All last week I was in Málaga and Marbella on the Spanish Costa del Sol. It was not a holiday. I had gone there to try and help with some difficult family issues and problems. My wife was already there. She had been staying with our daughter - who lives in Marbella - for a few weeks. My wife met me at Málaga airport, and we spent the night in a hotel in the old part of town.
The next morning my wife left her handbag in the breakfast room of the hotel. It contained a credit card, a pair of sunglasses, 70 euros, a mobile phone - and both our passports. Two minutes later she realised what she had done and went back to retrieve it. It had gone. The waitress said two guests had witnessed a well-dressed South American-looking gentleman enter the breakfast room, order an orange juice and a coffee, take the bag, then vanish. We were assured the police were on their way. In the meantime we had to report the theft to the local police station - as we would need an official police report in order to obtain emergency passports for our return home.
But gradually we realised the story just did not add up. We could not trace the supposed witnesses to the robbery. They had mysteriously disappeared into thin air. Then the story was changed to two thieves perpetrating the crime, not one. We were unable to track down the hotel manager for two whole days - and only managed to arrange a meeting with her after extreme persistence, as the hotel staff blocked us all the way. We have no evidence the police ever showed up, though the manager tried to persuade us that they did. We were never asked to be interviewed by them, and CCTV footage (there was a video camera in the foyer) was never examined. In short, we are more or less certain it was a cover-up job. We believe the waitress took the bag (my wife noticed the table had been cleared by her very quickly), but of course it cannot be proved, and the hotel just wanted to brush everything under the carpet. Petty thieving in hotels is rife. Hotel staff are very badly paid, and the temptations can be great for unscrupulous, temporary staff who flit from one service industry post to another.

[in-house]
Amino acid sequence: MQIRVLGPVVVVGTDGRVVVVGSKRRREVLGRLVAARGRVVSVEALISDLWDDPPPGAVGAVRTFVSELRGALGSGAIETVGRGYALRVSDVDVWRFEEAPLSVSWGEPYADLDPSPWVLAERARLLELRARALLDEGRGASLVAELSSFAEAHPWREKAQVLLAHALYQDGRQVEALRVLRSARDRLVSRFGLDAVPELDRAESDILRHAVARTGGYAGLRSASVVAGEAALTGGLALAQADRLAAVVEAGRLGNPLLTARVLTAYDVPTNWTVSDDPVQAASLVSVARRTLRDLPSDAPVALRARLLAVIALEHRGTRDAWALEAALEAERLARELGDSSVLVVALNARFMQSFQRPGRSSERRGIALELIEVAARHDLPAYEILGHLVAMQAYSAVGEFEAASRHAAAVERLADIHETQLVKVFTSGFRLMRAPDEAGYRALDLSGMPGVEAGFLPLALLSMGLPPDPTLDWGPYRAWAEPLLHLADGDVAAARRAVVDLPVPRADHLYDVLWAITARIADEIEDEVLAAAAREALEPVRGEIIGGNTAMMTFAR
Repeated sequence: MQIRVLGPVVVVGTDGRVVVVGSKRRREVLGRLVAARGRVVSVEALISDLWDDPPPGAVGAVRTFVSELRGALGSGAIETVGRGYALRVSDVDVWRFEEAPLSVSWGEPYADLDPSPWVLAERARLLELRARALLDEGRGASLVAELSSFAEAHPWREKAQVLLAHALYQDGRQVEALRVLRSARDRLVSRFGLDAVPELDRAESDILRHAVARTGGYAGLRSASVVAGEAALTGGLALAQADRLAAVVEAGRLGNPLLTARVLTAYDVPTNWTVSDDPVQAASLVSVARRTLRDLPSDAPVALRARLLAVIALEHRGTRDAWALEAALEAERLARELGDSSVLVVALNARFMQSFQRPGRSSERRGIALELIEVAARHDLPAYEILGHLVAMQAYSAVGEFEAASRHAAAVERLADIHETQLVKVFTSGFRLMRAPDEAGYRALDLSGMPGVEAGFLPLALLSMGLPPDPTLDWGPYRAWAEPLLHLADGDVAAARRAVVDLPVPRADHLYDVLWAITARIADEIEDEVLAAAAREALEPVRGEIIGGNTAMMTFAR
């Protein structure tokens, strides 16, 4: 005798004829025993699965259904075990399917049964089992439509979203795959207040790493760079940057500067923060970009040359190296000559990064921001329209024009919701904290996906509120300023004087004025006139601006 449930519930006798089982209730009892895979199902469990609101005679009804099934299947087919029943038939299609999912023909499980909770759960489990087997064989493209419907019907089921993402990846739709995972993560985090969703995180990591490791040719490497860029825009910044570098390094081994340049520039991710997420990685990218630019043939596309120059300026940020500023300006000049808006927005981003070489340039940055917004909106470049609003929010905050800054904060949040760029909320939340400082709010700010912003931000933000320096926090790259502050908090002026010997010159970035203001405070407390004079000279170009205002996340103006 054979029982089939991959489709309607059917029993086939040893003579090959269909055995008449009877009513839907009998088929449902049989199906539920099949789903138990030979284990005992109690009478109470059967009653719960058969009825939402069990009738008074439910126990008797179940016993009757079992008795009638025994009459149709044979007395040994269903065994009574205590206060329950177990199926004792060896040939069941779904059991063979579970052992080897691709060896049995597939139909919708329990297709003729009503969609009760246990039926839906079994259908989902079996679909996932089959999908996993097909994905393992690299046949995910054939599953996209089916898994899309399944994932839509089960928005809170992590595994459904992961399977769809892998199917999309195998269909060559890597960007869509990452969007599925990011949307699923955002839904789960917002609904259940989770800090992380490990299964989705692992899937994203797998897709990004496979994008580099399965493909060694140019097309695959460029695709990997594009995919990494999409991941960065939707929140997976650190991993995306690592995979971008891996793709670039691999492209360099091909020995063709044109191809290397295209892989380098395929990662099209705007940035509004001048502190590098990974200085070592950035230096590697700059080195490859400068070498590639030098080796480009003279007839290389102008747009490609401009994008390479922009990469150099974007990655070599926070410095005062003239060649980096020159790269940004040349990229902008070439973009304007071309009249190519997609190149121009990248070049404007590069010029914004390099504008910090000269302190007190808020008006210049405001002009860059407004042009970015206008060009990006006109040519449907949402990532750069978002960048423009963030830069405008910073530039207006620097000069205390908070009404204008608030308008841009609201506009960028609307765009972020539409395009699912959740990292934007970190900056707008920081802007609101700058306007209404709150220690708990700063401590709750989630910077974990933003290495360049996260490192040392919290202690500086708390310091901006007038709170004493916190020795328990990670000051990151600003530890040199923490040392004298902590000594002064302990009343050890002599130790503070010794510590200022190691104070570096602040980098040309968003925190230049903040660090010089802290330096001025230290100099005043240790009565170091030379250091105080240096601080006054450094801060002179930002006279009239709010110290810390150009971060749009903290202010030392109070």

All this pretty much run-of-the-mill stuff, you might think. My wife was careless. Tourists are often targeted. Indeed I was once mugged myself in Rome by a couple of expert Eastern European girls. Their scam was so good and well-practised that, when I tried to fend them off, they appealed to passing male tourists for protection! Though on that occasion they failed to get away with my wallet, I'm glad to say.
However, the interesting dénouement to such an all-too-common story is this. Applying for emergency passports in the British Consulate in Málaga, we met a lovely Moroccan family, who had endured a far worse ordeal. Driving through Catalonia on their way through Spain to Algeciras (the ferry port to Tangier), they had been the victims of an attempted carjacking. A gang had shot out their exhaust from behind. They were forced to stop, and the gang tried to get everyone out the car. When the elderly, disabled grandmother locked her door, they cut their losses and made off with some luggage - which contained all their passports. The 16 year old daughter of the family was so incensed she chased the thieves to their own car - risking her very life. She saw guns on the dashboard and had to back away. My wife was most tender and sympathetic as she comforted the grandmother - who cried as she recounted her harrowing story.
But what I take away from the whole affair is this. This wonderful Moroccan family was so calm and philosophical and gracious about its horrendous experience. They were so unbelievably warm, emotional and communicative, so natural and easy as they talked about the significance of Allah in their lives. They impressed me more than I can say. I will never forget them. They are an example to us all. It made our own trivial robbery seem just a minor inconvenience, and put everything into perspective for us.